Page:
This might be the driest this garden has been in about four years and that’s ok. Warm and dry means the lawn stops growing, and unless I’m being really obsessive about clover flowers, I can just leave it unmown for a week or two and it doesn’t look much worse for the neglect. Obviously my vote is always for less work, and the few bees which forage the lawn seem happy with this arrangement as well, but I do notice that none of the other lawns look as nicely “decorated” with flowers. Again, that’s ok. It’s dry, but not too dry, and although a few wilted things here and there tug at my conscience as I walk by, it’s not enough to bring me down. When things go crispy that’s when I start mumbling and luckily we’re not there yet.
The front border is again being dominated by the more drought tolerant plants. No jungle this year.
Weeding has been a breeze with less water around. I just hit the sheets of verbena and fennel with the hoe once and most dried up in the sun the next day. The prickly lettuce is stunted, the crabgrass is anemic. It’s kind of quiet out there.
A few years old from seed, kniphofia caulescens is finally putting on a nice show this year. I love the color and shape, but they pass so quickly so I’m pleased there are still a few more stalks on the way.
There was a decent scattering of clouds yesterday morning so I hurried out to see if I could get a few photos before the glare of the sun returned. My photo skills are like that and I don’t think I’ll ever amount to anything more than a point and shooter, so I just wait for overcast moments and then take as many as I can. Funny how I always seem to end up admiring the weeds more than anything else.
Yes, I still love thistles. These approve of the drier soil and the stunted sunflowers. (Scotch thistle, Onopordum acanthium
So I’ve recently gone on and on about my mullein and I’ll spare you from that for a few more days, but there are some nice thistles around the yard and I’m thinking I need more again. Obviously they’re easy to grow, so a good choice for me, but other weeds are also doing well.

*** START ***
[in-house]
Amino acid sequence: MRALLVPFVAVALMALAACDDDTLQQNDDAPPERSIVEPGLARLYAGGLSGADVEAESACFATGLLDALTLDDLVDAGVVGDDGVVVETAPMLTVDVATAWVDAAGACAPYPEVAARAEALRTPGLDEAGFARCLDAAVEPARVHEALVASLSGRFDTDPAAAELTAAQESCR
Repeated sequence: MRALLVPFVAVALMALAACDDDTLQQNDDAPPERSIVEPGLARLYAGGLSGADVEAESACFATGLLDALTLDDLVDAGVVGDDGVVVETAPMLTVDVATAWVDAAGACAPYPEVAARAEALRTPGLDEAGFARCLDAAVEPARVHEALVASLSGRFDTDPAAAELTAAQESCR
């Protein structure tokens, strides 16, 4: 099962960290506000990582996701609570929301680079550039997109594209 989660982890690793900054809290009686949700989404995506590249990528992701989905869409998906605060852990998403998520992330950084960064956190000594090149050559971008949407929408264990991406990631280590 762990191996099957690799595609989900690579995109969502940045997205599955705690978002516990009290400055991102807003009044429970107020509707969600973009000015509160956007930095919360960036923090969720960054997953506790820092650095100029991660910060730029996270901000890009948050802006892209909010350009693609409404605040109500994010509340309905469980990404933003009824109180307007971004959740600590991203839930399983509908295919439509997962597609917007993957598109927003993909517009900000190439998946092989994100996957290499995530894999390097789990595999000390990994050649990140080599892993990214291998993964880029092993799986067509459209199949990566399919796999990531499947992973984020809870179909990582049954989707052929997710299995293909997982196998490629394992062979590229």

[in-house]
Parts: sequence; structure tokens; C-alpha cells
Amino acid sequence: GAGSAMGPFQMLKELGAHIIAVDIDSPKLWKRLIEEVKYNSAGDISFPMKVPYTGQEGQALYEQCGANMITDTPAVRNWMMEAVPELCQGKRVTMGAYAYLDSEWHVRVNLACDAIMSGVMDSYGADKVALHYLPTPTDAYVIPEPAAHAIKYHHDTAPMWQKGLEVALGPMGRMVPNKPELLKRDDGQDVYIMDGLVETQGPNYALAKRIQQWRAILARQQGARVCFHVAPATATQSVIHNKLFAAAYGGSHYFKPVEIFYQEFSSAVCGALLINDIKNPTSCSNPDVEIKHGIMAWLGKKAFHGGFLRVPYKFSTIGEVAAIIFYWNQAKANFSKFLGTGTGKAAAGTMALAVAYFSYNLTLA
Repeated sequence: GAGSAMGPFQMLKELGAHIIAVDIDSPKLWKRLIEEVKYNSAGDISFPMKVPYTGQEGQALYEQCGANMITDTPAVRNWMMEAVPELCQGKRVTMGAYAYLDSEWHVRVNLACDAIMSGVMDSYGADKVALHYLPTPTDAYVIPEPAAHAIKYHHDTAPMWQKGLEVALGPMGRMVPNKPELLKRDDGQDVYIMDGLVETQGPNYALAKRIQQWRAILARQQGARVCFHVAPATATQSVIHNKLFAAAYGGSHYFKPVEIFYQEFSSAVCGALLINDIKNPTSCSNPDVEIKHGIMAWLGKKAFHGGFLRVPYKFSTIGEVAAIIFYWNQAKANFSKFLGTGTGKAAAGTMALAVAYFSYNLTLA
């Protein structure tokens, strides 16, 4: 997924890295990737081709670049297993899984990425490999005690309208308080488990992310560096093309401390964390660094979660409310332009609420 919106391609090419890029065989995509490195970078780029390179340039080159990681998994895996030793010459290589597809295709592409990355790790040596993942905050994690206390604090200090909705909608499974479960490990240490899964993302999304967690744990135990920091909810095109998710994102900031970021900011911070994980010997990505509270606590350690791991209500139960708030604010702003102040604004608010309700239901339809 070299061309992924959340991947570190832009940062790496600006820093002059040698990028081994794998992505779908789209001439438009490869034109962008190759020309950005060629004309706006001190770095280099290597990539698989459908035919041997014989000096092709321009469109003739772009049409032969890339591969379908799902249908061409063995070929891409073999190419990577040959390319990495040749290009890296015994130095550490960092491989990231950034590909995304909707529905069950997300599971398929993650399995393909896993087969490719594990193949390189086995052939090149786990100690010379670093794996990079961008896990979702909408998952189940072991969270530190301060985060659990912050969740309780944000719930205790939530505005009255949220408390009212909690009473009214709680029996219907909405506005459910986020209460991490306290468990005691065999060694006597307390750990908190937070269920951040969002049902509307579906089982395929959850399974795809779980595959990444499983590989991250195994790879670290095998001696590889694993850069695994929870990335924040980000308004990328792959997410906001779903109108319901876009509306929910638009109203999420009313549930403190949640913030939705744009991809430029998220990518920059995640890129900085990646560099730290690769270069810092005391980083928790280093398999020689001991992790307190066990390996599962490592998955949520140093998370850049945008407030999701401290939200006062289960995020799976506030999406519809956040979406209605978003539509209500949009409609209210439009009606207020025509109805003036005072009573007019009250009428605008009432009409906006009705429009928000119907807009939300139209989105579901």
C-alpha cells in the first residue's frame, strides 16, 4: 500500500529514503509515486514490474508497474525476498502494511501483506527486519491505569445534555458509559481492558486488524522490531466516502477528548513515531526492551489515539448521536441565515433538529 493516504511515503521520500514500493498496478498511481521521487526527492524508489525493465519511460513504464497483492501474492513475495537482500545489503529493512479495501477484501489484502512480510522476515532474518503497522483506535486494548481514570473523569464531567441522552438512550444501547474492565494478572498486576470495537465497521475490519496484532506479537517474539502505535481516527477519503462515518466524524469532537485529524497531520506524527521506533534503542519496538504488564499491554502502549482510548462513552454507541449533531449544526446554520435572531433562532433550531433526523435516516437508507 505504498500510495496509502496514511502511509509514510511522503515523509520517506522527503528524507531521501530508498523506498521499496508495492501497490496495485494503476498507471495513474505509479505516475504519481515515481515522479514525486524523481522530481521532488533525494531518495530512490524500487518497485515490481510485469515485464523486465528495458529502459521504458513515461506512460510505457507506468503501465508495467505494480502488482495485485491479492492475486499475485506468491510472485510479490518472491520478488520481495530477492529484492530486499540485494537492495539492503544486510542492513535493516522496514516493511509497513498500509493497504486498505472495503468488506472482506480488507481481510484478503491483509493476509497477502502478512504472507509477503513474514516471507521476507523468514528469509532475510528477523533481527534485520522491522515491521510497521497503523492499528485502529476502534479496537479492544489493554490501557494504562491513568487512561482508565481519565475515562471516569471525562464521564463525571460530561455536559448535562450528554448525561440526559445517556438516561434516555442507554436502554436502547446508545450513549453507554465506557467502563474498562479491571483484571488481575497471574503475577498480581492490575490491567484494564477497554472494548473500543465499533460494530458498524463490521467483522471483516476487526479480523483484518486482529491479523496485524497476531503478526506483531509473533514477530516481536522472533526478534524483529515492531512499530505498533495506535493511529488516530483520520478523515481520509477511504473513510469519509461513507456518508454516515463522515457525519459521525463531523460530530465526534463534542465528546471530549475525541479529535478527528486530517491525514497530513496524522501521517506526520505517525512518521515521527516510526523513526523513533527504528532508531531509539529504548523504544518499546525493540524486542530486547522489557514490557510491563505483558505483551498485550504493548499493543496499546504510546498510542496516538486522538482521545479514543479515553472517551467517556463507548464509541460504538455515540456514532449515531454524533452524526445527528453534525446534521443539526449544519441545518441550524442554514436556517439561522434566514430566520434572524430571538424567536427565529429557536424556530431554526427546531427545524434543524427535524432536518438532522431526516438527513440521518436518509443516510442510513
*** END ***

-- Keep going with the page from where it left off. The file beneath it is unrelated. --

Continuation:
The fresh chartreuse of ‘Sunny Side Up’ pokeweed (Phytolacca americana) coming up strong in the front border. I apologize to those of you who are tired of seeing this amazing plant yet again.
Just for liability reasons, let it be known milkweed should never be planted in a perennial border. It will spread all over and you’ll regret it.
Common milkweed (Asclepias syriaca) spreading throughout the border and welcoming guests to the front porch. It’s a few days away from blooming and I’m looking forward to enjoying the scent as it drifts through the air. Maybe I’ll pull a few shoots after the bloom ends… maybe…
I wonder if any of my neighbors realize just how many of the plants here are considered weeds. A parent came by to pick up a child and said the yard looked nice and it seemed like I had quite a few unusual things growing. That could be good or bad, but I chose good, and hoped she didn’t notice afterwards that the daisies are remarkably similar to the ones all along the highway and filling every vacant lot along the way. I suspect nothing was noticed. Actually my mother in law asked me later that day if she should plant a few in a problem spot behind the house. Not a bad idea I said, but then shot myself in the foot when I pointed out the dried remains of all the daisies she sprayed with roundup the week before. She told me to forget it, she’ll see what they have at Lowes…
Something else. Sand. A couple tons of it.
Having several tons of sand sitting in your driveway can go a long way towards distracting people from the fact you’re growing a lot of weeds. It’s a big pile and that hasn’t changed much since it was delivered Monday, but I’m quite happy about it, and the sand has me feeling rich because (1) there’s so much of it and (2) it’s soooo nice and clean and gritty, and (3) it’s part of the finishing touches for the potager reboot.
Here’s where we’re at. It looks terrible but I’m blessed with the gift of seeing things how I want them to be rather than what they really look like. Give me another week or two and maybe I can explain my “vision” 🙂